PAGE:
Embroidery Library

Perfect Hooping
by Anne Campbell

We all know that there are many factors involved in getting that perfect embroidery stitch out. Stabilizers appropriate to the fabric and design choice, embroidery threads and bobbin thread choices, needle sizes and types conducive to the fabric and design; all of these are important considerations. However, even if all these things are in place, the hooping method can mean the difference between the desired result and the one that makes us all sigh and say "gee.....what went wrong?"

Taking some time to learn proper hooping techniques can spare you a world of trouble later on, so let's look at ways we can improve your technique.

The first rule of hooping is to hoop on grain. This means you want to position the inner hoop so that the straight grain of the fabric runs in line with the vertical and/or horizontal markings of your hoop. If you twist the hoop so that the lower edge is off the grain for instance, your fabric will stretch as the stitching is laid down.

Lining up the hoop

Using air erase marker and a long straight ruler (quilter's clear rulers work great for this), mark a vertical and horizontal line on the grain of the fabric.

Where the two lines meet is a great way to position designs, using a printed template you can match the center of the design to the center of the lines. In this particular instance I am hooping for a split design.

Notice that the horizontal markings of my hoop are in line with the horizontal grain lines.

To facilitate positioning of the hoop on these lines, I have used strips of Wonder Tape on the inner wrong side of the hoop. In this way, when I press the inner hoop into position, the tape will prevent the inner hoop from moving when I insert it into the outer hoop.

The larger the hoop, the longer the sides. With our home embroidery machine hoops, these longer sides tend to pull away from the outer hoop as we tighten. To see this for yourself, grab a large hoop, lay it on a flat surface and begin tightening the screw. Pay special attention to the side furthest away from the screw. You'll notice that the long sides pull inward, away from the outer hoop, leaving a gap. When sewing on heavier fabrics, the fabric will take up the gap, but on lighter weight fabrics, this gap can cause your project to slip as the design stitches.

Even with a hoop with a center screw, these long sides tend to pull away from the outer hoop. It isn't any one brand - it's just the nature of physics!

Wonder Tape on the inner hoop really helps to prevent the fabric from slipping and in many cases is enough. You do not need to replace the Wonder Tape for each hooping; I find it lasts through about 6 hoopings, depending on the fabric. When it is no longer sticky enough to do its job, simply run your hoop under water to remove it. It's really great to have two hoops if you can manage it.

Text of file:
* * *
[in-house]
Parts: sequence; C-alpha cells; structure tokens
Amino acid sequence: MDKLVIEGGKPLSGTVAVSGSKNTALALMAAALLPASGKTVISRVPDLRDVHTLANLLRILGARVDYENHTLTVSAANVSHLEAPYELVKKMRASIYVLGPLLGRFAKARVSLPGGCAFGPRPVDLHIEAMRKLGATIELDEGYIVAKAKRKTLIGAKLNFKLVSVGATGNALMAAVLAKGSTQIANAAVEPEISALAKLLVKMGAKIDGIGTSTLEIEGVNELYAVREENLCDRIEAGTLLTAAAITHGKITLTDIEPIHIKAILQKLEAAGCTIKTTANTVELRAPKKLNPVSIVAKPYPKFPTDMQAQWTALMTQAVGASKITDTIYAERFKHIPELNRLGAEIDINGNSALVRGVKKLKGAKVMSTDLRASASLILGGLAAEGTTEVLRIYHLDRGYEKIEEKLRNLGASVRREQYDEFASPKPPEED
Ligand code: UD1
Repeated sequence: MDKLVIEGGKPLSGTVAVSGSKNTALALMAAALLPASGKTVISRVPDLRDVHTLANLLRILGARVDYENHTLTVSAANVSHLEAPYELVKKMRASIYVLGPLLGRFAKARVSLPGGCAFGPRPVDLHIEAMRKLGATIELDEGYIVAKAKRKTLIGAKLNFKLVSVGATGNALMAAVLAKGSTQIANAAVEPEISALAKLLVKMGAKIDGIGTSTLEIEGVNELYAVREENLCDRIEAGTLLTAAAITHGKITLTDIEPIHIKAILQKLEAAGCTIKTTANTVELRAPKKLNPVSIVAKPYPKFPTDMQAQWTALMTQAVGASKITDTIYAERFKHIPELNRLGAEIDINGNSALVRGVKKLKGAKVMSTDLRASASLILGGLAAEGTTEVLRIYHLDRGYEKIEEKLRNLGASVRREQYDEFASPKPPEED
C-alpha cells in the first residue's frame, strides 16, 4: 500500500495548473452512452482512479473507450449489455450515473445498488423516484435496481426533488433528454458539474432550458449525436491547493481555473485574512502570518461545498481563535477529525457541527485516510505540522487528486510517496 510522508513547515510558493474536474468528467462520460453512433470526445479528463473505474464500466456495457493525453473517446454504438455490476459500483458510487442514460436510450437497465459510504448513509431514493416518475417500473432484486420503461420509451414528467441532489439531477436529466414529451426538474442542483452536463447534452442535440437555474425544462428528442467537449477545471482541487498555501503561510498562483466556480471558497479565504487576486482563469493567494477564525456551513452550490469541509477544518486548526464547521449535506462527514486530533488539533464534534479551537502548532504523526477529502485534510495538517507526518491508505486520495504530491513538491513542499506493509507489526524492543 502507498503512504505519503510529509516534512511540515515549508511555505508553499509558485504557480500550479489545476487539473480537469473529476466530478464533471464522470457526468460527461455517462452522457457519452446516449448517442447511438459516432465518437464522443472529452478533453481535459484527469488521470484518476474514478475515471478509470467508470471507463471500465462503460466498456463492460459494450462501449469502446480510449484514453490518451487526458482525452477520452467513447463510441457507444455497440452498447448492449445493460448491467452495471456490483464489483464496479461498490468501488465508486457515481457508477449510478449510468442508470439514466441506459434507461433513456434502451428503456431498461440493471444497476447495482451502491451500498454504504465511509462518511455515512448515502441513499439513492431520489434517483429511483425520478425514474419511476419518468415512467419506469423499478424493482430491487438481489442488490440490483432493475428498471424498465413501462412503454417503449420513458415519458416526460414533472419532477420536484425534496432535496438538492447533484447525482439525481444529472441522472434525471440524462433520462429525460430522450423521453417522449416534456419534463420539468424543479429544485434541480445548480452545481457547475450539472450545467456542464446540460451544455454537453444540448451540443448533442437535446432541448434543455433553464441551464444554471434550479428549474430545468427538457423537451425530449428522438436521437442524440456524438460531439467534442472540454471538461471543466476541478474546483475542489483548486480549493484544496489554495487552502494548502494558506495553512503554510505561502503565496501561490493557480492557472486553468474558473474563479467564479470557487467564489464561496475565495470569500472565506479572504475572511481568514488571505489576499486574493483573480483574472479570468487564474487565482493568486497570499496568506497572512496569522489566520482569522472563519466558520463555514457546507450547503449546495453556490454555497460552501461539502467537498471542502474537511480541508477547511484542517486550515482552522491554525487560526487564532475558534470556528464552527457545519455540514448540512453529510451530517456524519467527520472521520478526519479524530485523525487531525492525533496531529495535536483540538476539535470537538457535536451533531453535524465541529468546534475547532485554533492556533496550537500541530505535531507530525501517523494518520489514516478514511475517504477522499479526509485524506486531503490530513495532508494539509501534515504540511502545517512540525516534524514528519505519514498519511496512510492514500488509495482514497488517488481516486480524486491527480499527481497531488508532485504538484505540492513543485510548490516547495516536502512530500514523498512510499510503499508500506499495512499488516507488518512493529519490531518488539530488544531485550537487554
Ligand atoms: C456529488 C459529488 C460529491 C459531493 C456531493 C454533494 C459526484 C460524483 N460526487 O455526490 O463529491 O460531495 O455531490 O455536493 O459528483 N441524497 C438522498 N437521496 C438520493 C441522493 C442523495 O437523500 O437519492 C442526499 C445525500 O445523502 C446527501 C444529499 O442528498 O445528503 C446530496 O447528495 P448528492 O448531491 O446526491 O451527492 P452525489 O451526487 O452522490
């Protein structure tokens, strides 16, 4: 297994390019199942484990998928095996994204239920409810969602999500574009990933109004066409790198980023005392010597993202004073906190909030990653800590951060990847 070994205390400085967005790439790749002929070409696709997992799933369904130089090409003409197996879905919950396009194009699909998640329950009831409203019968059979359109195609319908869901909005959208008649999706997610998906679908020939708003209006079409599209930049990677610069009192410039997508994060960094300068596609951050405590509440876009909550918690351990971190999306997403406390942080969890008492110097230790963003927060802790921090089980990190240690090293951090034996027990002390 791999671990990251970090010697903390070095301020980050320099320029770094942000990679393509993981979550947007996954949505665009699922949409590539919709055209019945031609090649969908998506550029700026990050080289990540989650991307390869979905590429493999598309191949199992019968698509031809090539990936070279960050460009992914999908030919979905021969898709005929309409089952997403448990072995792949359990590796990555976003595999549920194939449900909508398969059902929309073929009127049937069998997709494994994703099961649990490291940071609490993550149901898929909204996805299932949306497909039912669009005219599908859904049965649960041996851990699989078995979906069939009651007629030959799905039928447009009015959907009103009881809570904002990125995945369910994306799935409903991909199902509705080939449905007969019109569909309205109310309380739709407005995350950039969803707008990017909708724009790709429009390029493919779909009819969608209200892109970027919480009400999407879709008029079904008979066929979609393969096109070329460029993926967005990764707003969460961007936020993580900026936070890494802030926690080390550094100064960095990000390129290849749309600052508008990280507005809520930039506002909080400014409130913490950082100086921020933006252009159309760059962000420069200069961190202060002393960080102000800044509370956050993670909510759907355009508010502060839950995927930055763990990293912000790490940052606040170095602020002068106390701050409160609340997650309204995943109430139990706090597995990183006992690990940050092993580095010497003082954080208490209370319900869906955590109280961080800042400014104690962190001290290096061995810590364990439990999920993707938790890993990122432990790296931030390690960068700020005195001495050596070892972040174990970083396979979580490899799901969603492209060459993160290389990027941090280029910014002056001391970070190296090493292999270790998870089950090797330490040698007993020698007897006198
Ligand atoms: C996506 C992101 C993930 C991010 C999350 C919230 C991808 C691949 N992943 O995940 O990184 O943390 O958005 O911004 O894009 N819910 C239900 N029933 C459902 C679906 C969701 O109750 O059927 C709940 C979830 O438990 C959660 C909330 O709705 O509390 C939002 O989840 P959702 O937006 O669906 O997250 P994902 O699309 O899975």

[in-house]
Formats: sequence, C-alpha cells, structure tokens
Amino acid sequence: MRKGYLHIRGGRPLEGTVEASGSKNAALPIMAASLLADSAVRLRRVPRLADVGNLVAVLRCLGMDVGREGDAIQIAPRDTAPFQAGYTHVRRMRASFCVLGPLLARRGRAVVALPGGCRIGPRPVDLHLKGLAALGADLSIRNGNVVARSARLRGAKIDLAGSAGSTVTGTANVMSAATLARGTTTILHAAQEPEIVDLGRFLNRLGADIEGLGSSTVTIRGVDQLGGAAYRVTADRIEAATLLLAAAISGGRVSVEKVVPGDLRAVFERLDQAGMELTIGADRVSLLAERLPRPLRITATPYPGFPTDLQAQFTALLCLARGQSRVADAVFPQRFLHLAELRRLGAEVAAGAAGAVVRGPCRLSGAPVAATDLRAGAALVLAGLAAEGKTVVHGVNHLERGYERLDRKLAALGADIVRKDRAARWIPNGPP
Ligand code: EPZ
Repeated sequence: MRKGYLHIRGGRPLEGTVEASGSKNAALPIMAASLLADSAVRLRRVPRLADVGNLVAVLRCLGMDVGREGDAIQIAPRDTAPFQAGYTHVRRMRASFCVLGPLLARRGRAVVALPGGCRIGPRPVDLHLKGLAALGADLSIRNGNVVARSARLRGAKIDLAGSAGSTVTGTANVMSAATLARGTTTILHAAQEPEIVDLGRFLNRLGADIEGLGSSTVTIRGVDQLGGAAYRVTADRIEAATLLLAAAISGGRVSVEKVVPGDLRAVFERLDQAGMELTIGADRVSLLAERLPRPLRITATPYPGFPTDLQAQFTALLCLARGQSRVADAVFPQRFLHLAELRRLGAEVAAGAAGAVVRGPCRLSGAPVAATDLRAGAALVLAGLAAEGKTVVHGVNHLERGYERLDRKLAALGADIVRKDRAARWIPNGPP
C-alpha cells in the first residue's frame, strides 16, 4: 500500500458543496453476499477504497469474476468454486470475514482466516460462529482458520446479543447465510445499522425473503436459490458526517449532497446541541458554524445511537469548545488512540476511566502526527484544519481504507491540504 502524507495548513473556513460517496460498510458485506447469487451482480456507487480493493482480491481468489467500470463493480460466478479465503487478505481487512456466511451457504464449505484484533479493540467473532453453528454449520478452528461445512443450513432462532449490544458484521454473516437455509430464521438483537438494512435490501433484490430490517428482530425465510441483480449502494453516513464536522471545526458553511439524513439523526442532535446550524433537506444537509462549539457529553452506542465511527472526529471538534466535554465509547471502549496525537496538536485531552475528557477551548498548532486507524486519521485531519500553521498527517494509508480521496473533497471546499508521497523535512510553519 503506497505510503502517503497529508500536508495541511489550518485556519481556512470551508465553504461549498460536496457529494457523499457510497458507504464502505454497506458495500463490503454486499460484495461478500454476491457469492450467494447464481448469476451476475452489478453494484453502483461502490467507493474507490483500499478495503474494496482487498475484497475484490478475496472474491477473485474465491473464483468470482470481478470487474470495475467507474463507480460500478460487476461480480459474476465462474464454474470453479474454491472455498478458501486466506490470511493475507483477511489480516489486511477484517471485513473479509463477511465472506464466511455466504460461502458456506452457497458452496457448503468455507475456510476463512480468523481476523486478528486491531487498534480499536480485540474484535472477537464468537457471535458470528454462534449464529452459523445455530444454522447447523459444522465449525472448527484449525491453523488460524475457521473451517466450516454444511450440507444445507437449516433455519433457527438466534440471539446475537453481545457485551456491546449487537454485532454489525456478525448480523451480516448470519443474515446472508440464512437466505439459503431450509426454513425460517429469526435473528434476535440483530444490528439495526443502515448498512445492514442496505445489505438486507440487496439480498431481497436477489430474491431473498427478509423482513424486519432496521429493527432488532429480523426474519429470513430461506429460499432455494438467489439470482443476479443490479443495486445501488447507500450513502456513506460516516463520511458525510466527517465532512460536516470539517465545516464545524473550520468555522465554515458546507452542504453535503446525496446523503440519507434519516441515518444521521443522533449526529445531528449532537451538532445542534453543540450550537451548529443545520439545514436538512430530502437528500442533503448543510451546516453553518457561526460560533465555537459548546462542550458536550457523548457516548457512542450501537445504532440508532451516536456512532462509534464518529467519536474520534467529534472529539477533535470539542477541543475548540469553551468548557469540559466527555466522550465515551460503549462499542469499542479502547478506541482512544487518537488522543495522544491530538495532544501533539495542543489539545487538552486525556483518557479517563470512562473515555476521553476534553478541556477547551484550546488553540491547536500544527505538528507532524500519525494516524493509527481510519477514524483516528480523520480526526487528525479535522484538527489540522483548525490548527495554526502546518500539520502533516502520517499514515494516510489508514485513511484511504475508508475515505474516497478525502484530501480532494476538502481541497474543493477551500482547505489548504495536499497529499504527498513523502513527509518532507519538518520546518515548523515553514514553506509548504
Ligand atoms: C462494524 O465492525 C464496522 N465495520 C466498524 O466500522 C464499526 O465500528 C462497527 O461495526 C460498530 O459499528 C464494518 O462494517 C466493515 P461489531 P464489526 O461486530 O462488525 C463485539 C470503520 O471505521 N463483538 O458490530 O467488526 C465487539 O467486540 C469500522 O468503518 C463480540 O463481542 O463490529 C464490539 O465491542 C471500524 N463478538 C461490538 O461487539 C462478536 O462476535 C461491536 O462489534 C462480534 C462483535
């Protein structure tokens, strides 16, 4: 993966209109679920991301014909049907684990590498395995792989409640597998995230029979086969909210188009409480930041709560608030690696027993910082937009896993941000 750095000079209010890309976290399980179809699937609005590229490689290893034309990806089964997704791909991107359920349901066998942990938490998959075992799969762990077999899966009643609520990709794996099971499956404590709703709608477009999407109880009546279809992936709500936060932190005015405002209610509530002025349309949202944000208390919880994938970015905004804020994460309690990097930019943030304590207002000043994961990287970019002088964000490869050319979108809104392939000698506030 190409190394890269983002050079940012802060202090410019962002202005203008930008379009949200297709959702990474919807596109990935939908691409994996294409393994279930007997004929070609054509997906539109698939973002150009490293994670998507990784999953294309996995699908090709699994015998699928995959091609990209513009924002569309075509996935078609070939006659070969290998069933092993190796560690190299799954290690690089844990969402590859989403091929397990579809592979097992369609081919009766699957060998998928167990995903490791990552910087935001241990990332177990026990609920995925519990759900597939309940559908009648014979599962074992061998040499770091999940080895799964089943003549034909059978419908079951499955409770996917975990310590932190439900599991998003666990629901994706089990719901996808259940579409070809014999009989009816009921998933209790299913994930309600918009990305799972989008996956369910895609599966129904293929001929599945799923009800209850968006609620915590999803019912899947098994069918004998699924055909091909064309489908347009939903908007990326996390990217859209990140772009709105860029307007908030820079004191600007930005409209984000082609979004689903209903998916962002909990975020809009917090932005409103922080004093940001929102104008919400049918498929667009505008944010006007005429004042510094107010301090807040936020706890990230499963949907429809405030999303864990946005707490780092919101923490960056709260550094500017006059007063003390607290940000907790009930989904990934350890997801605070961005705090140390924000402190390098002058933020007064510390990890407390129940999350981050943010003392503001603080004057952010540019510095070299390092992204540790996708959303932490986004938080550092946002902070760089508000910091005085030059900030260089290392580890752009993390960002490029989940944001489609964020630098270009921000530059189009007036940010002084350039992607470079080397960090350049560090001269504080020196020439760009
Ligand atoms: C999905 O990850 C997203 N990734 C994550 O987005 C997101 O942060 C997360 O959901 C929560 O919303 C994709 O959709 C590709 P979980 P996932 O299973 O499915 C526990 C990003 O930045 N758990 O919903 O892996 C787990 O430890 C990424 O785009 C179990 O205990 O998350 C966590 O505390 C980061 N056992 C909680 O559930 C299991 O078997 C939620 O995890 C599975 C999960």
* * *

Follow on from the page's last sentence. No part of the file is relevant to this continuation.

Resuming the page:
I use a product called Fusi-Batt on most of my Embroidery Library projects. The Fusi-Batt is quite tightly woven and has enough grip and stability that I find coupled with Wonder Tape gives me a good hooping. But there are times when I don't want the heavier batting behind my design, which leaves me with a bit of a quandary.

Joan Warr came up with an excellent idea for hooping lightweight fabrics, including water-soluble stabilizers that are either too thin or too slippery to be gripped tightly in the hoop. She uses rubber gripper that she attaches to the inner hoop with Wonder Tape. Rubber gripper can be purchased at Wal-Mart and just about any hardware store. It comes in a roll and its 'normal' use is for lining kitchen cupboards to prevent your dishes from slipping.

With kind permission from Joan, I'll discuss her method: In this first step, Joan applies Wonder Tape to the underside of her inner hoop, just like we would do if only using the Wonder Tape. In this photo Joan has not removed the paper from the Wonder Tape but you will want to do that so the gripper can be attached.

The gripper is cut into strips 1 1/4" wide, and placed on the Wonder Tape as shown. You want to avoid putting it on the corners, as the corners are tight enough. If you place it into the corners, it will defeat its purposes, and make the sides gape as before.

In this photo, the hooping is complete, with a water-soluble stabilizer. See how nice and tight the stabilizer is? And the really great thing is that it will not slip as the design stitches!

There are other methods that have been used over the years, including wrapping the hoop with a product called moleskin, available at most drug stores, as well as wrapping the hoop with gauze bandage, even bias tape.

Bull-dog clips are another method that has been used to hold the inner hoop's long sides to the outer hoop. The problem with this method is that there isn't a consistency to the sides. The area with the clip will be tighter, but the gape ends up somewhere else.

So while these other methods can help, I've found that they can be cumbersome and they don't have the gripping ability of Joan's method and the Wonder Tape methods.

Happy hooping!

Note: Fusi-Batt was a brand name of fusible batting at the time that this article was written. It may not be found in your area, but it is likely that other brands of fusible batting are available.

Click here for a printable version of these project instructions.

You'll need to have Adobe Acrobat Reader installed on your computer. If you don't have it, you can download a free copy by clicking on the icon below.

Get Acrobat Reader


Products used in this Project: